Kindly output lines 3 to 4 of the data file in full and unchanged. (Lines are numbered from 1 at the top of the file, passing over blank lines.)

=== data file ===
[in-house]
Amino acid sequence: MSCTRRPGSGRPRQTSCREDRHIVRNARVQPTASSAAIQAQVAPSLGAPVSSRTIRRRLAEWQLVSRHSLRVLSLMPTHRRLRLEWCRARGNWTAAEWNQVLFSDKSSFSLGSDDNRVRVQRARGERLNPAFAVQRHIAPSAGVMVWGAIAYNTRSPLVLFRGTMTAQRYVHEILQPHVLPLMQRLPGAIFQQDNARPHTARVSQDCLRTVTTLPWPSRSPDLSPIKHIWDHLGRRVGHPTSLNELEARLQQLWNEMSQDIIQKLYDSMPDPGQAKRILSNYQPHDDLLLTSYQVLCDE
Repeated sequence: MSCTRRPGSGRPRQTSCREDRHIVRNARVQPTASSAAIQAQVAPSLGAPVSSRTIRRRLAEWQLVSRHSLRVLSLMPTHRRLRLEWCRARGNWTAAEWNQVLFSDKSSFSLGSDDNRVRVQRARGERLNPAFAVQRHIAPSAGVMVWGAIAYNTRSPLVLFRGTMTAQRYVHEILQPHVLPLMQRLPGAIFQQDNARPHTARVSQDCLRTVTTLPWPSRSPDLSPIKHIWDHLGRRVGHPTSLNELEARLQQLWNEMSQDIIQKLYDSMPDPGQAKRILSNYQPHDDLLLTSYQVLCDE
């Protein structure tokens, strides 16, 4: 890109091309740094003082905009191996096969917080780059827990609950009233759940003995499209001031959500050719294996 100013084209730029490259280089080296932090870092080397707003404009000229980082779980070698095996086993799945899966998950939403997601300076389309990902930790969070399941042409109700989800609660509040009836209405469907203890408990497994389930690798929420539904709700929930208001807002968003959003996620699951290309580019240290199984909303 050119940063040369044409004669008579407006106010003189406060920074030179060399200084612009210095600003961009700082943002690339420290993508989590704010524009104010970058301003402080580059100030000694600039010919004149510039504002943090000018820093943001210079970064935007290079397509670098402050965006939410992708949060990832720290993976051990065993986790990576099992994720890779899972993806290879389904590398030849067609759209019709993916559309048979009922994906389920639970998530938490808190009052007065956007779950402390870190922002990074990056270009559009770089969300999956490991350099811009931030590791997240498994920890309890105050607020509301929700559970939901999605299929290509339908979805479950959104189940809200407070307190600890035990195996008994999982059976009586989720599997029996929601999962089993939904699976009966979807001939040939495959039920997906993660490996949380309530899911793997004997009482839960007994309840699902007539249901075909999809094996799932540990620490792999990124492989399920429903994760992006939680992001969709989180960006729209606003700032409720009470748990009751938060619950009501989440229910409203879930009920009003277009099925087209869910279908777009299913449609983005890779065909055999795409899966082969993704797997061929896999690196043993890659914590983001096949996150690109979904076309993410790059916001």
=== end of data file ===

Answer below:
Repeated sequence: MSCTRRPGSGRPRQTSCREDRHIVRNARVQPTASSAAIQAQVAPSLGAPVSSRTIRRRLAEWQLVSRHSLRVLSLMPTHRRLRLEWCRARGNWTAAEWNQVLFSDKSSFSLGSDDNRVRVQRARGERLNPAFAVQRHIAPSAGVMVWGAIAYNTRSPLVLFRGTMTAQRYVHEILQPHVLPLMQRLPGAIFQQDNARPHTARVSQDCLRTVTTLPWPSRSPDLSPIKHIWDHLGRRVGHPTSLNELEARLQQLWNEMSQDIIQKLYDSMPDPGQAKRILSNYQPHDDLLLTSYQVLCDE
């Protein structure tokens, strides 16, 4: 890109091309740094003082905009191996096969917080780059827990609950009233759940003995499209001031959500050719294996 100013084209730029490259280089080296932090870092080397707003404009000229980082779980070698095996086993799945899966998950939403997601300076389309990902930790969070399941042409109700989800609660509040009836209405469907203890408990497994389930690798929420539904709700929930208001807002968003959003996620699951290309580019240290199984909303 050119940063040369044409004669008579407006106010003189406060920074030179060399200084612009210095600003961009700082943002690339420290993508989590704010524009104010970058301003402080580059100030000694600039010919004149510039504002943090000018820093943001210079970064935007290079397509670098402050965006939410992708949060990832720290993976051990065993986790990576099992994720890779899972993806290879389904590398030849067609759209019709993916559309048979009922994906389920639970998530938490808190009052007065956007779950402390870190922002990074990056270009559009770089969300999956490991350099811009931030590791997240498994920890309890105050607020509301929700559970939901999605299929290509339908979805479950959104189940809200407070307190600890035990195996008994999982059976009586989720599997029996929601999962089993939904699976009966979807001939040939495959039920997906993660490996949380309530899911793997004997009482839960007994309840699902007539249901075909999809094996799932540990620490792999990124492989399920429903994760992006939680992001969709989180960006729209606003700032409720009470748990009751938060619950009501989440229910409203879930009920009003277009099925087209869910279908777009299913449609983005890779065909055999795409899966082969993704797997061929896999690196043993890659914590983001096949996150690109979904076309993410790059916001």